The favoured few

Usually, at this time of year, we go birding on the Toronto Islands. We take the ferry to Ward’s Island and spend the day walking to Hanlan’s Point for the return trip to the mainland. With a packed lunch along the way, there are glorious warbler sightings. During the week, we have the place pretty much to ourselves.

Not this year. Not last year. The water’s been too high. At times, the Islands have been closed to such meanderings. But not closed to residents. For them, there are sandbags and other protective measures for about 600 residents who usually live an idyllic life with year-round ferry service supplied by the city and ongoing aid from conservation authorities.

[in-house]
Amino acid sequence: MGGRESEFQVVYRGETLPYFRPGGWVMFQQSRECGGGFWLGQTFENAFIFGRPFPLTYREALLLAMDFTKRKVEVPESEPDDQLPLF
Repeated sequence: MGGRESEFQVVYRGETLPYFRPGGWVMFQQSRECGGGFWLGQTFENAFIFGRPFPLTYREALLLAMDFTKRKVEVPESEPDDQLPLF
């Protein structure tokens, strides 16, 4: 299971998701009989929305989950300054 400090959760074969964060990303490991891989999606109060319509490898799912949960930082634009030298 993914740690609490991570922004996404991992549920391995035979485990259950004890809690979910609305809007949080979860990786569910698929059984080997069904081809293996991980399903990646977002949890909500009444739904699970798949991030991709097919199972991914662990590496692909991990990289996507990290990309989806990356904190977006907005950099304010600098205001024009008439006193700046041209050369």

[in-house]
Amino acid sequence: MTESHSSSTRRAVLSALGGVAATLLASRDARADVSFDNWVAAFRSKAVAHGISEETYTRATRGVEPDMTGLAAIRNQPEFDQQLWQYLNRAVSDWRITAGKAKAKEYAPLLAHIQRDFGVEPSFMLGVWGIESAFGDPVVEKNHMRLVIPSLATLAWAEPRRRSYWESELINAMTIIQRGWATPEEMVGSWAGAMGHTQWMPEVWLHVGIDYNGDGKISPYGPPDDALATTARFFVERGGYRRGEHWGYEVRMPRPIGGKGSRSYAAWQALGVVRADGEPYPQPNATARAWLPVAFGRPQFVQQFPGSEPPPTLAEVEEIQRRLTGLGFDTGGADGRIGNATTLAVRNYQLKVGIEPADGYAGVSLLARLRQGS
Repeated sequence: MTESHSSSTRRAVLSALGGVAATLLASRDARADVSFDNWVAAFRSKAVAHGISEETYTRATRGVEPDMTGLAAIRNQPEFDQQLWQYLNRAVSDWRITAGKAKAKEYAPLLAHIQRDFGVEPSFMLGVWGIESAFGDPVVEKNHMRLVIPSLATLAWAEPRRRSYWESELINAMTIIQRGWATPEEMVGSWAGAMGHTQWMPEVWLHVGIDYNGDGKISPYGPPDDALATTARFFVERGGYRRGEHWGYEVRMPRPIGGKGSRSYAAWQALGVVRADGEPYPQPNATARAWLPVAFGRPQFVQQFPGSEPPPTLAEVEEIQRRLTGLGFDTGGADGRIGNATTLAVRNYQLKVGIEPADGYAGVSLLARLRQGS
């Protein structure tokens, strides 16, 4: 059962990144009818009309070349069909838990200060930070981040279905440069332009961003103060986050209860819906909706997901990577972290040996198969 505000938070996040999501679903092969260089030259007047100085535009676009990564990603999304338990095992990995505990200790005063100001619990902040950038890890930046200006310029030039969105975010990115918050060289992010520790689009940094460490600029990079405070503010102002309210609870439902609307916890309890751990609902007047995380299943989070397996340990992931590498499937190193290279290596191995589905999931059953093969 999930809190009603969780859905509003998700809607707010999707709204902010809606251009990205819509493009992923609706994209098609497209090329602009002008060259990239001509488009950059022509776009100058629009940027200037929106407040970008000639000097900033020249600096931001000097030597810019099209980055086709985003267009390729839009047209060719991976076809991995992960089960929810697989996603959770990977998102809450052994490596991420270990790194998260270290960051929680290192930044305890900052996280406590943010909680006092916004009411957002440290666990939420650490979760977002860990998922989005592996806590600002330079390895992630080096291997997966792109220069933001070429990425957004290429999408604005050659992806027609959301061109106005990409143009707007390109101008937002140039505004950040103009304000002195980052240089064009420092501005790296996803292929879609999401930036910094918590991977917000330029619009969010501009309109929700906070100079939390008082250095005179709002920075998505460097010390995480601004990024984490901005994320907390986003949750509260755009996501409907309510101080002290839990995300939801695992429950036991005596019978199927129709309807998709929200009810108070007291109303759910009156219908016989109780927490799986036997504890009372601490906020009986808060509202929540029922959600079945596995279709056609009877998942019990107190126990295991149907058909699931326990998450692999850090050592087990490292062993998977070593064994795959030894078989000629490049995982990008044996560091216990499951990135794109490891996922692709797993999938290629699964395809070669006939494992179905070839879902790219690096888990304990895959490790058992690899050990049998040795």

At one point, there was an opportunity to knock down all dwellings and create more public parkland. In 1981, following a Commission of Inquiry, Premier Bill Davis decided to renew all the leases on the Islands. And so residents have been ensconced ever since, in recent years whining about noise from Billy Bishop Toronto City Airport. (Despite such concerns islanders do accept assistance from the airport when their ferry’s not running or their water supply isn’t flowing.)

These spring floods are becoming annual affairs and tell us unequivocally that it would be better if there were no permanent residents on the Toronto Islands to worry about. Sailing clubs are fine, they are in keeping with the surroundings. So, too, with the children’s amusement part at Centreville. Now there’s talk of building berms and dykes. I say it’s long past time to keep protecting the favoured few when water laps against their foundations. Instead of any or all costly solutions, let the Islands return to nature.

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